McDonald rallied his colleagues at various Canadian institutions, including The McDonald Institute at Queen's University in Kingston, Ontario, from which McDonald has retired but where he still maintains an affiliation; TRIUMF, the Canadian national lab for particle and nuclear physics, in Vancouver; Canadian Nuclear Laboratories, Chalk River; and SNOLAB, another dark matter laboratory, buried underground near Sudbury, Ontario.
Galbiati also tapped Fernando Ferroni, president of the Grann Sasso Institute, to be a co-leader of the team along with McDonald.
Many years of collaboration made it so the organizational structure of the project just about fell into place on its own. "The organizational structure is pretty similar to the structure that you have for a major project," said McDonald. "Cristiano and I have been working together for quite a while and it wasn't hard for us to agree on what the major task areas were that we required, and then we were fairly quickly into the project able to identify people who were skilled in those areas and also people within the areas that were showing leadership."
Remarkably, what ended up in the research paper that Galbiati and colleagues posted on March 27th was more or less what Galbiati initially imagined, albeit with refinements.
There was fine-tuning of the design that happened with the help of Italian doctors whom Galbiati traveled to see.
"Cristiano himself is an amazing individual," said McDonald. "He has been dealing with a very difficult situation in Italy."
"He had to get a special dispensation from the government simply to travel within the Milan area."
The first physician to weigh in was Antonio Pesenti, who runs the crisis unit in Lombardy, which was inundated with cases in the first weeks of the outbreak.
"He was very inspirational to me," said Galbiati of Pesenti. "He gave me directions on how the lungs should be treated with kindness and a very gentle action." Pesenti directed Galbiati to work with his protégés, Drs. Giuseppe Foti and Giacomo Bellani of the Hospital San Gerardo in Monza, near Milan; both physicians share authorship on the MVM paper. Foti and Bellani helped Galbiati refine his understanding of the physics of the lung.
"For COVID-19 patients, it is extremely important that the peak flow delivered at the beginning of the breathing cycle be very high, in order to fill up immediately the alveoli, all while maintaining a very smooth pressure waveform," explained Galbiati.
To make sure treatment is proceeding correctly, doctors have to check patients on a ventilator four to five times daily. Each such check involves pressing five or six different buttons on the control panel of a ventilator. On the advice of Foti and Bellani, the MVM team simplified the matter drastically. Doctors and nurses will be able to perform the same procedure with a single press of a button on the MVM's control panel, said Galbiati.
"I don't think it's any less daunting than what we're trying to do in our experiments," said McDonald, comparing the work to the search for dark matter. "We are always very careful from a safety point of view, but in this case, we're dealing with human lives."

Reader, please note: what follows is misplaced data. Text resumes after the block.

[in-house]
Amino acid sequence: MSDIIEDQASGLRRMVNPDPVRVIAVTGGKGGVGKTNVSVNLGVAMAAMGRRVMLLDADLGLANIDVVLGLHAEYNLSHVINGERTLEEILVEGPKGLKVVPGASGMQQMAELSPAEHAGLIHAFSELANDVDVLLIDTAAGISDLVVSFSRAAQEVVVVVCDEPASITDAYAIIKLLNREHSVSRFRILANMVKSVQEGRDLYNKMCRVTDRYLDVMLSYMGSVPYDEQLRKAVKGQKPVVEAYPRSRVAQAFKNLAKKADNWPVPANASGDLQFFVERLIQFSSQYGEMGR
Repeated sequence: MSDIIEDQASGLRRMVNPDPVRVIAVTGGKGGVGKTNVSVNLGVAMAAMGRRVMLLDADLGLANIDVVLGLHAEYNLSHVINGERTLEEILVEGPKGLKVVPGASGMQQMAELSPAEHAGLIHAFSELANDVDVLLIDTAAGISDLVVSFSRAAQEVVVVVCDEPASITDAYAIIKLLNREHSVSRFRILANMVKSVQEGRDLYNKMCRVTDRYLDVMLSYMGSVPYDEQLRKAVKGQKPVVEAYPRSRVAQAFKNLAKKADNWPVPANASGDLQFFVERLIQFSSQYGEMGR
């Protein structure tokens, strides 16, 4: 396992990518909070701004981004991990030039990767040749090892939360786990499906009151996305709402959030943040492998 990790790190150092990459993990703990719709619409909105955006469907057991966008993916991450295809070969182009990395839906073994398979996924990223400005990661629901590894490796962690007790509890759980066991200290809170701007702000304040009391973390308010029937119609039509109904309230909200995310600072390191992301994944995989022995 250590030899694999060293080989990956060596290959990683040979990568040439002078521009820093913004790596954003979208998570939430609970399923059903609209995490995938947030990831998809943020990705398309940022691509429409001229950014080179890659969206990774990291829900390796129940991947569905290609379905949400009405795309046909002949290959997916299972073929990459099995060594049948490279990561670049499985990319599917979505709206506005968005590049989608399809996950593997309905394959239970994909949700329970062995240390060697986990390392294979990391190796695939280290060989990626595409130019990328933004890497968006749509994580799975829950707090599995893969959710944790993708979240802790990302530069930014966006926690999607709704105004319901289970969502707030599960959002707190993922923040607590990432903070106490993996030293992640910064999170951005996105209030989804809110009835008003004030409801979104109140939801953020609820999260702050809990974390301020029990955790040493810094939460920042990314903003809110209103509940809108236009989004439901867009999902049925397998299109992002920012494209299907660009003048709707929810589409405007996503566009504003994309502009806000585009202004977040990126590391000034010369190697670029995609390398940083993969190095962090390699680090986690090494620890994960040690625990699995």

"That's a daunting prospect when it comes to what you're designing and how careful you have to be."
Ventilators have not been without controversy. Some physicians have suggested that more needs to be done to avoid ventilator use in general, because they can have long-term deleterious effects on patients.
How serious are the concerns? "I'm not a doctor, so I think that decision would be left to them," Galbiati told ZDNet. "What doctors tell me is that it is a measure of last resort, and unfortunately it's a measure of last resort that has to be adopted for a very significant fraction of patients."
Asked by ZDNet whether the MVM ventilator might be safer than some commercial ventilators because of the way it is designed, Galbiati again deferred to physicians.
"I believe these questions will need to be addressed by medical doctors in clinical studies," he said.
In addition to the FDA's emergency-use approval, Galbiati and team have applied for an emergency-use grant in Italy from the Italian Ministry of Health. The MVM is the first device ever to apply for such authorization in Italy in the 23 years that the emergency-use law has been in place, said Galbiati.
Galbiati and the team have also begun the application for permanent FDA approval, and also for permanent approval under what's called "CE mark," the over-arching authorization in the European Union.
Mass production of the MVM is underway at Elemaster S.p.A., a manufacturing services firm based in Italy that Galbiati and colleagues have relied on for years for their work; and in the US and Canada at the facilities of manufacturing firm Vexos, with additional production in Canada by JMP Solutions of London, Ontario.
The initial target for production by Elemaster and Vexos and JMP is hundreds of units per week. As the production process becomes more and more streamlined, Galbiati expects the rate can "rise significantly in the months to come."
"If you look at the simplicity of the machine, it's astounding," said Galbiati. "It's something that is very, very easy to assemble and requires remarkably low manpower." Among the most important design points was the use of a what's known as a manifold, a single piece of metal that serves to join multiple parts, such as valves.
"All the engineering in order to integrate the machine came out quite naturally from past experiences at building other stuff," said Galbiati.
The MVM design is open, meaning the scientists are not patenting any intellectual property, McDonald noted. That means that other manufactures could conceivably grab hold of the design and enter the market.
"That is our humanitarian contribution, if you like," said McDonald. "We're being very open, as scientists generally are; it's a good example of how international cooperation and science can be helpful."
The collaboration for Galbiati is a vindication of the fundamental value of basic research. "People are very curious in this field, and they are able to recognize something that is important," said Galbiati. "When the moment comes, you can steal a lot of talent towards something that is recognized immediately of great use to society."
The fact that so many jumped aboard, "tells you how nimble is this work of basic research."
The other basic research, the work underground at Gran Sasso, the hunt for dark matter, will have to wait. Galbiati is not sure when he'll be able to get back into the lab. He's adapted to a change in habits, he said, and he has embraced a requirement for patience. "Everything in life has its own right time," he said.
Galbiati is more focused on changes yet to come, in particular, the possibility of a second wave of COVID-19.
"I fear most what's going to happen in the fall," said Galbiati.
"The much-warmer weather that we have here, starting in May, may play a role in dampening it down, but who knows what happens when the weather cools down again."